It should go without saying that Brazil is the most successful national team at the World Cup. Having amassed more appearances at the tournament than any other country, the Selecao have lifted the most prestigious trophy in world football a record five times — one more than both Germany and Italy who can each count four triumphs.
But notwithstanding Brazil’s unrivaled pedigree, we shouldn’t discount the fact that it’s been sixteen years since the South American giants tasted success on the biggest stage in football. Moreover, it’s been eleven years since they’ve ascended to the summit of football in their own continent. For the country’s fans and players alike, a World Cup win is worryingly overdue.
Since 2002, Brazil have consistently fallen short of expectations
Since lifting the World Cup in 2002, following a 2-0 win over Germany, Brazil have consistently fallen short of expectations at the last three iterations of the competition. After falling at the quarter-final stage in both 2006 and 2010 — losing 1-0 to France and 2-1 to the Netherlands, respectively — Brazil capitulated to Germany in the semi-final of the 2014 edition. Playing before its home crowd in the World Cup for the first time in 64 years, the Selecao lost 7-1 to Germany — Brazil’s biggest ever defeat at a World Cup, and the first home loss in a competitive match since 1975.
This year, Brazil will be led by former Corinthians manager, Tite, who took over from Dunga in June 2016 after failure at the 2015 Copa America which saw Brazil get eliminated at the knock-out stage. Tite began his tenure on a winning note, securing five consecutive victories against Ecuador, Colombia, Bolivia, Venezuela and Paraguay. The run resulted in Brazil becoming the first country — other than the host nation Russia — to qualify for the 2018 World Cup.
Neymar Jr. returns
Brazil has always produced some of the most gifted and high-profile players in the world. For every tournament, the country parades some of the brightest talents and the most famous of names in the game. And for every success in lifting the trophy, there has always a star player carrying the team forward. From Pele in 1958 to Garrincha in 1962, up to Romario in 1994 and the three R’s (Ronaldo, Rivaldo and Ronaldinho) in 2002, star-power has been the norm.
In recent times, the burden of carrying the national team has fallen principally to Neymar Jr. The Paris Saint-Germain forward was missing in the semi-final match against Germany due to injury — a contributing factor, no doubt, in the scandalous loss. Neymar, it’s worth remembering, had scored four goals in the tournament before getting injured in the quarter-final against Colombia. After recovering from a recent injury, the Ligue 1 Footballer of the Year returned to national assignment in impressive style, scoring in a friendly against Croatia as part of a 2-0 win.
Other key players in the team include Neymar’s captain at PSG, Thiago Silva; Manchester City’s duo of Fernandinho and Gabriel Jesus; Real Madrid’s Marcelo and Casemiro; Juventus’ Douglas Costa, as well as Barcelona’s Paulinho and Philippe Coutinho. Notice that they all come into the tournament as champions (domestic league or Champions League). Unsurprisingly, Brazil plays a creative style of football that involves dribbling, passing, trickery, and quick pace. This fast flowing attacking style of play has been referred to as Ginga, rooted in the martial art of capoeira which involves the use of rhythm and dance as a way of moving with the ball and deceiving an opponent.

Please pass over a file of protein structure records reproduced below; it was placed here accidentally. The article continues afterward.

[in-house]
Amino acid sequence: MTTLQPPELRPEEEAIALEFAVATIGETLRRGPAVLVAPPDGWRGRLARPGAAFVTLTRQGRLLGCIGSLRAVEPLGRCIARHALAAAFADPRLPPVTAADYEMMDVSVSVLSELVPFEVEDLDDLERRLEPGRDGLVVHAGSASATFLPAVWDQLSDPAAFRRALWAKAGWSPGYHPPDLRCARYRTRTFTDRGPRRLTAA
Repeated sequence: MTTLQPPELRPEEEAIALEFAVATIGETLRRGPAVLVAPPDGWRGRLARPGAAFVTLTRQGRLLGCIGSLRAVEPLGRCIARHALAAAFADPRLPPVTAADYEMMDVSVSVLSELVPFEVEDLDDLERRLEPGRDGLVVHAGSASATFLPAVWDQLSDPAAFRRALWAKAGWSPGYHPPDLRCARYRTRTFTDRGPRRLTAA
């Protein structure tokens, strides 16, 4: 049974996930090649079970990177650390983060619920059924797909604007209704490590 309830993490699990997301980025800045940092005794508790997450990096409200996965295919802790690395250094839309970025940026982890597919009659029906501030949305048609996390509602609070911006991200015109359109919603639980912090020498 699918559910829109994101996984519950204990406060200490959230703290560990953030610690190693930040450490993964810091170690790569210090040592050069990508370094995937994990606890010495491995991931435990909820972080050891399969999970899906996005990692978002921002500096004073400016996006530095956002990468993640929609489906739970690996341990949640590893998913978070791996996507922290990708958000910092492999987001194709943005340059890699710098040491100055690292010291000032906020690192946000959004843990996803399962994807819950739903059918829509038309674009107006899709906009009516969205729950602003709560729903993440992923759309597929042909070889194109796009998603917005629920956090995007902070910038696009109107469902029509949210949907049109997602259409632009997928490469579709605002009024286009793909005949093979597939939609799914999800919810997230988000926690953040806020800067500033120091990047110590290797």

Brazil’s ambition is, of course, always to win. Whatever the tournament, the goal is the same. And with a relatively straightforward group consisting of Switzerland, Costa Rica, and Serbia, Brazil is expected to proceed to the knockout stages as group winners. Navigating the Round of 16 (where they would likely face Mexico) and quarter-final stage (likely Belgium or England) may also be somewhat straightforward, provided their talisman Neymar is fit and Gabriel Jesus is firing on all cylinders.
That said, Brazil will likely run into serious difficulties beyond the quarter-final stage. Tite’s side will be poorly matched against teams like Germany, France, and Spain where their defense would be tested to its outer limits. There are also serious question marks concerning Neymar’s ability to keep his cool in the deeper, higher-stakes, stages of the tournament.
But most significantly, it’s important to note that despite Brazil’s incredible run through the South American qualifying section, and current unbeaten streak, Spain and Germany can match Brazil in every position on the field — and then some. Moreover, Spain has been on an even more impressive unbeaten run heading into the tournament; one that spans 19 matches to Brazil’s 10. And perhaps most crucially, of the three teams, Brazil is most dependent on a single player to carry the team through. The concern for Brazil is that Neymar has been injured and will likely be somewhat short of his best at the tournament despite his showing against Croatia. He is simply too prone to injury to be reliable talisman. And after the rigors of the group stage and quarters, it will be difficult getting the best from him.
As for Germany, Spain and France, it’s more about the team than any individual player. Just as the other South American juggernaut, Argentina, has suffered from over-reliance on Messi, Brazil may experience same in Russia.
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*Odds correct at the time of writing